Hiring is no easy task, and finding out if a job candidate is right for your business takes time and a lot of consideration. One of the best tools you have in your hiring arsenal are the questions you ask a job candidate’s references.
Speaking to references will give you an opportunity to learn more about the person you’re thinking about hiring. It will allow you to ask a few questions and verify information the candidate has given you.
If you know the right questions to ask, you can cut right through the fluff and get some real, insightful answers from your candidates’ references. That will enable you to make an informed decision about the person you hire–or don’t hire.
Here are the questions you should ask a job candidate’s’ references:
Ask their references:
1. How do you know the candidate?
Sounds elementary, but you need to ask how the reference knows the candidate. You’re confirming the relationship the candidate has listed for this reference. This is the equivalent of the “What is your name?” question asked at the start of a polygraph test used to calibrate the rest of the responses.
2. When was this candidate employed by you?
Again, this is about confirming the information you already have. Do the dates the reference gave match up with the dates the candidate gave you? If so, you’re on the right track. If not, write down the correct dates and discuss the problem with the candidate to find out why the answers are different.
3. What was the candidate’s job title and responsibilities?
Did the candidate see their job and duties the same way the reference did? There may be a few differences in the answers here. These can include different terminology, an incomplete understanding of the candidate’s role, etc.
4. How was the candidate’s overall job performance ?
You can learn a couple of valuable things from this question: First, you’ll hear about the person’s job performance in the past. Second, you’ll be able to tell from the language and tone whether or not the reference was satisfied with the candidate’s performance. They may talk about specific incidents where the candidate performed really well. They might talk about incidents where the candidate failed to meet objectives. Listen well.
5. How would you describe the candidate’s work ethic?
This question is really good because it’s purely based on opinion. You’ll find out what the reference truly thought about the candidate’s work ethic, and if the reference is trying to ‘protect’ the candidate by giving false answers–“Yeah, I mean, I’d say her work ethic was pretty good most of the time”–that should become obvious. Don’t just listen to what a reference is saying, but also how they’re saying it.
6. What are the candidate’s strengths? Weaknesses?
You need to know what your candidate is really great at doing, and what they’re not so adept at. Asking a reference about someone’s strengths and weaknesses will offer you great insight because you’ll hear what the reference believes is the best feature of this candidate as well as the worst feature. And once you talk to a few references, you’ll begin to see some similarities between their answers. Assessing strengths and weaknesses can be a really telling question to ask references.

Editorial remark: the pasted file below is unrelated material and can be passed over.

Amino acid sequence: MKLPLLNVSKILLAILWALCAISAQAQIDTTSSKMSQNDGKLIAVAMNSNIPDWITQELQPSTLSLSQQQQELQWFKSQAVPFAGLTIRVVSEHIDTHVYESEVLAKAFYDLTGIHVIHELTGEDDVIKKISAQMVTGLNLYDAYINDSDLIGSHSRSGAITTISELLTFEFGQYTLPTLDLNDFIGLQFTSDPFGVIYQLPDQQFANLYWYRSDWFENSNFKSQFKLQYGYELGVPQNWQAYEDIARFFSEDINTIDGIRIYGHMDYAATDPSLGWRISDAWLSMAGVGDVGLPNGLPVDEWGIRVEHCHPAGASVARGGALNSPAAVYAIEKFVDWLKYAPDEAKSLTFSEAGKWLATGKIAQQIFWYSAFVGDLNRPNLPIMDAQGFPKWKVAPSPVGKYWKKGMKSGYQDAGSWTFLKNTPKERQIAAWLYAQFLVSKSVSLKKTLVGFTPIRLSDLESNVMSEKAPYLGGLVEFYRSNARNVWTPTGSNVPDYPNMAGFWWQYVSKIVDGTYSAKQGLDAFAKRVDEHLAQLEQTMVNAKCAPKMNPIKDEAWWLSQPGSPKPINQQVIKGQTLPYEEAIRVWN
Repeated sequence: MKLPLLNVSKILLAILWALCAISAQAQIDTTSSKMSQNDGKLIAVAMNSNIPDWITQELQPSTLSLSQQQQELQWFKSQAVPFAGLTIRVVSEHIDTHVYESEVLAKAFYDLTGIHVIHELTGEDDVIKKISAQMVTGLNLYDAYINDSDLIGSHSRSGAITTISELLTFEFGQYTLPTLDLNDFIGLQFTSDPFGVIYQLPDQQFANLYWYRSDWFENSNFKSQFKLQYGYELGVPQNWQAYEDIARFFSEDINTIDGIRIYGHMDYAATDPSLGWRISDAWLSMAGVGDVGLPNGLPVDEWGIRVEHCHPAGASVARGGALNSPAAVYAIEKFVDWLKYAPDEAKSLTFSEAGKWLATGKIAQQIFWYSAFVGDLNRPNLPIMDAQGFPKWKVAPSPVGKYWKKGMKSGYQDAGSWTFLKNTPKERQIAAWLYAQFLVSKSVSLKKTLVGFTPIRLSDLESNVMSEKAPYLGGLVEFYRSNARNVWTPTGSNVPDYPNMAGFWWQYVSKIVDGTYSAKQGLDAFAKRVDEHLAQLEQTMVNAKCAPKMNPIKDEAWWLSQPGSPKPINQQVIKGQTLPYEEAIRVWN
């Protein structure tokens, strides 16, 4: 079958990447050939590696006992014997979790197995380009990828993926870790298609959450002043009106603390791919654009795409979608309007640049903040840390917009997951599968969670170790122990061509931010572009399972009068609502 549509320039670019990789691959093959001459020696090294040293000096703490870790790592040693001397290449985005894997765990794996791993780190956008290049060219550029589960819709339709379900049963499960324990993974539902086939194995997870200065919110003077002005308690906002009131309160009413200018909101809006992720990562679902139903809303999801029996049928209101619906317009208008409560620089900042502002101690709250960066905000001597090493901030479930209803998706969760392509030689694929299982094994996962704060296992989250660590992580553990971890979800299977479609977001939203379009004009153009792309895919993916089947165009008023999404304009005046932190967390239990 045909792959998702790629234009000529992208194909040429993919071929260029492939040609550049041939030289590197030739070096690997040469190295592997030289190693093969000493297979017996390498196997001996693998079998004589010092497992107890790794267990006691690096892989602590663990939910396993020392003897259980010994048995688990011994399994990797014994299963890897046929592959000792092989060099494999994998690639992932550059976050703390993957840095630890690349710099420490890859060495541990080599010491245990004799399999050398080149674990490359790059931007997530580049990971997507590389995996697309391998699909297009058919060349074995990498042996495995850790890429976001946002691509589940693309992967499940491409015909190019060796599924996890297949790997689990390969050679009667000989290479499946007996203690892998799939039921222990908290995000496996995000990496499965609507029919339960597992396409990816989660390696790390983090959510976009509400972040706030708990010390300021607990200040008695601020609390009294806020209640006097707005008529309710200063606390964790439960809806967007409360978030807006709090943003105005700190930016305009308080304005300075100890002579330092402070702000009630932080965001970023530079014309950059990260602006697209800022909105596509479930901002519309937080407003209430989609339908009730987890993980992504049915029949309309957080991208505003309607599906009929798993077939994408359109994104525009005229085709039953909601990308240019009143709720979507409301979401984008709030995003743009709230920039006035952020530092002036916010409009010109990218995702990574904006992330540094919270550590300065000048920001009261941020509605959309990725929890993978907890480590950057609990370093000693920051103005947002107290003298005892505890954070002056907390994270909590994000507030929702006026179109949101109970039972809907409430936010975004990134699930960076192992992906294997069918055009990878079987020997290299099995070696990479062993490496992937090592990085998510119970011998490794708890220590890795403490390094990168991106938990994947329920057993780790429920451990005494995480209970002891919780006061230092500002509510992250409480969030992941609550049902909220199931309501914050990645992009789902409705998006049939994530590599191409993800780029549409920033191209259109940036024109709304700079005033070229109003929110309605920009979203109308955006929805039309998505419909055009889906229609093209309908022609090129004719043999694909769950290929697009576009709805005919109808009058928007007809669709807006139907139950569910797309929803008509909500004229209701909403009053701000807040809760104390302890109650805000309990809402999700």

7. Under what circumstances did the candidate leave the company?
This is a biggie. Why did they leave? Were they fired, did they quit? Why did they quit? What happened the day they left? Make sure the answer the candidate gave you matches the answer the reference gives. Lying about the circumstances under which they left the company could indicate a lack of accountability and understanding about what they did wrong at the last job. Hiring a candidate like that could only spell problems for your business.
8. Would you rehire this candidate if you could?
After everything they’ve told you about the candidate, it all comes down to this: Would you rehire this person if you could? A “yes” is a good indicator that regardless of any small hiccups or issues, the candidate was enjoyable to work with, skilled, and a good worker. A “no” is a good indicator that you need to reassess this candidate and try to understand why this reference was so unsatisfied with them before considering hiring them.
What NOT to ask references
Many employers have questions about their potential new hires that they are unsure about asking.
To ensure you don’t step over the lines and ask references an unlawful question, avoid these questions altogether:
- How old is the candidate?
- What is the candidate’s race/ethnicity?
- What religion does the candidate practice?
- Is the candidate disabled?
- What sexual orientation/gender does the candidate identify as?
Free speech guarantees your right to ask any question you’d like–and the former employer’s right to provide any answer they choose–but it does not necessarily protect your right to make hiring decisions based on the answers you receive. If you make a hiring decision based on any of these federally protected categories (age, sex, religion, disability, sexual orientation, etc.) you may fall into legal trouble.
If you really need the answers to these questions, you’re allowed to ask the candidate–preferably in writing. Let them know they are not required to answer any of the questions and that you won’t make hiring decisions based on the answers. It may also be helpful to include the option “I prefer not to say” on every question.
Read more: What to Consider Before Hiring a New Employee